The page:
Technology is rewriting the employer-employee contract. From working away at low-level rote and routine tasks, computers have risen to handle an increasingly complex array of processes. This means enterprises must grapple with a problem they’ve never faced before at scale: How to balance automation with retaining talent, fostering innovation.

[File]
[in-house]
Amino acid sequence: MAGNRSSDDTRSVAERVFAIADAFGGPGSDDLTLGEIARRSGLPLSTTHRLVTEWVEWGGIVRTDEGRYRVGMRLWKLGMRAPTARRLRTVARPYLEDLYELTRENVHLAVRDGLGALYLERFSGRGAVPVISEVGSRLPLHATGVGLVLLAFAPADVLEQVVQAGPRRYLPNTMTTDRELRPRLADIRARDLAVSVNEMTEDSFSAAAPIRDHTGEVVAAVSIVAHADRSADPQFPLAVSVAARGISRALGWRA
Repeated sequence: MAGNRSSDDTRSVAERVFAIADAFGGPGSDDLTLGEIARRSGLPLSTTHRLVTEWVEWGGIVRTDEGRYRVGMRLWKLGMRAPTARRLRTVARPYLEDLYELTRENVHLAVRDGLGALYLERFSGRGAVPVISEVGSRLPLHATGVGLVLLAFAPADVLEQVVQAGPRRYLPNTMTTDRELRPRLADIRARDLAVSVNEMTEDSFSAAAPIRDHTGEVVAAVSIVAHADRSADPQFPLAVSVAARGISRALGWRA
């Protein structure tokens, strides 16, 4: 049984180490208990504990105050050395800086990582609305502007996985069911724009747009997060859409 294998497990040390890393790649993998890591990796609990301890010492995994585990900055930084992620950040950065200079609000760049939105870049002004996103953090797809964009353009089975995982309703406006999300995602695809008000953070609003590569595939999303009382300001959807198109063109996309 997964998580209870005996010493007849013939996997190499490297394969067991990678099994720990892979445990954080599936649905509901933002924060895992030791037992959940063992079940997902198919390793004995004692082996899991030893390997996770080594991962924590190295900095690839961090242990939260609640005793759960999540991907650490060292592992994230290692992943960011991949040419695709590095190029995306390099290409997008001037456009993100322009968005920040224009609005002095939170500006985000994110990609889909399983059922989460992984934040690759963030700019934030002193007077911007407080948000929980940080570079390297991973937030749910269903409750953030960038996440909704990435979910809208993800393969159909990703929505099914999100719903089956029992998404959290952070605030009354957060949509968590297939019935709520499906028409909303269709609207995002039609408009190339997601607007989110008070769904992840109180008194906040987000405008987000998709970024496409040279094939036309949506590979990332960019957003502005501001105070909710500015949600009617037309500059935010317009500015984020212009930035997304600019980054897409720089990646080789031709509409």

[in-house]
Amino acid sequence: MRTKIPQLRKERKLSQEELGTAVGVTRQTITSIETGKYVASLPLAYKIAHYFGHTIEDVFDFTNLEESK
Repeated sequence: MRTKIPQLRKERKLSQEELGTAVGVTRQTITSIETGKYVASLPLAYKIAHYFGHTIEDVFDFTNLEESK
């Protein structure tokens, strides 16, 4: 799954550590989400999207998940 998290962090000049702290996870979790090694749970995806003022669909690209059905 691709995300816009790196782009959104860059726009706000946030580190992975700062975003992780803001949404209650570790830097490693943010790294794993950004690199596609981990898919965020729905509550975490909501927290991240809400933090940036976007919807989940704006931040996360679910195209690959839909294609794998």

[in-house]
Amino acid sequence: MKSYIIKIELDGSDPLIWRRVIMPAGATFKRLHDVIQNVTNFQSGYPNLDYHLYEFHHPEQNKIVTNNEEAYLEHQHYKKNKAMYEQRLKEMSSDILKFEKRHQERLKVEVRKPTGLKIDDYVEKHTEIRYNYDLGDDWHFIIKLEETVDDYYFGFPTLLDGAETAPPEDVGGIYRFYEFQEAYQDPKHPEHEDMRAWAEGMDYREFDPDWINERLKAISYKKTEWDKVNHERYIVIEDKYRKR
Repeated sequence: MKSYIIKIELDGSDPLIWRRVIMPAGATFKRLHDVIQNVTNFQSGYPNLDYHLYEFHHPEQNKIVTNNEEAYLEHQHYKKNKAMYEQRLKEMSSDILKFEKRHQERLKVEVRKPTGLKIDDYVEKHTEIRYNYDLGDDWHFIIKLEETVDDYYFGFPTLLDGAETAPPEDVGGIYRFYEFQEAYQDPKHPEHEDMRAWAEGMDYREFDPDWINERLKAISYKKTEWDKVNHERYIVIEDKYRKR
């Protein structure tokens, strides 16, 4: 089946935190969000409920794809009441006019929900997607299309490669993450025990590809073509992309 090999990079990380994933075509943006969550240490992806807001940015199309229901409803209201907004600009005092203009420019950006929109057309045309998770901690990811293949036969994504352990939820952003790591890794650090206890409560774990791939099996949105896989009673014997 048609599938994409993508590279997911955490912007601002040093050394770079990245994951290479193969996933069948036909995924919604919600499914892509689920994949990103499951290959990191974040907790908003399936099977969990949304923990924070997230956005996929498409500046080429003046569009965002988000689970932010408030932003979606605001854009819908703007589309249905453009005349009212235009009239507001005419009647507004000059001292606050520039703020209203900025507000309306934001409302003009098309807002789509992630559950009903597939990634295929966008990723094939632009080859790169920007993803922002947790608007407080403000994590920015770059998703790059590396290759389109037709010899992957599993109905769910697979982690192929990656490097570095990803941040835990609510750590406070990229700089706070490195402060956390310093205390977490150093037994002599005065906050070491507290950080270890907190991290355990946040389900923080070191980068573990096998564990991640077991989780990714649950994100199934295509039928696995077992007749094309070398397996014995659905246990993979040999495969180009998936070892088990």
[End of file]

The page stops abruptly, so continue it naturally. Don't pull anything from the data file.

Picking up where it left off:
Over the past decade, the role of computer skills (or digital skills in today’s terms) in the skill set sought by organizations has increased steadily, according to the Brookings Institution. In 2002, 56% of U.S. jobs required low amounts of digital skills, and 40% required medium skills, while only 5% required high digital skills. As of 2016, the tables have turned: high digital skills now comprise 23%, while jobs requiring low digital skills have fallen to 30%.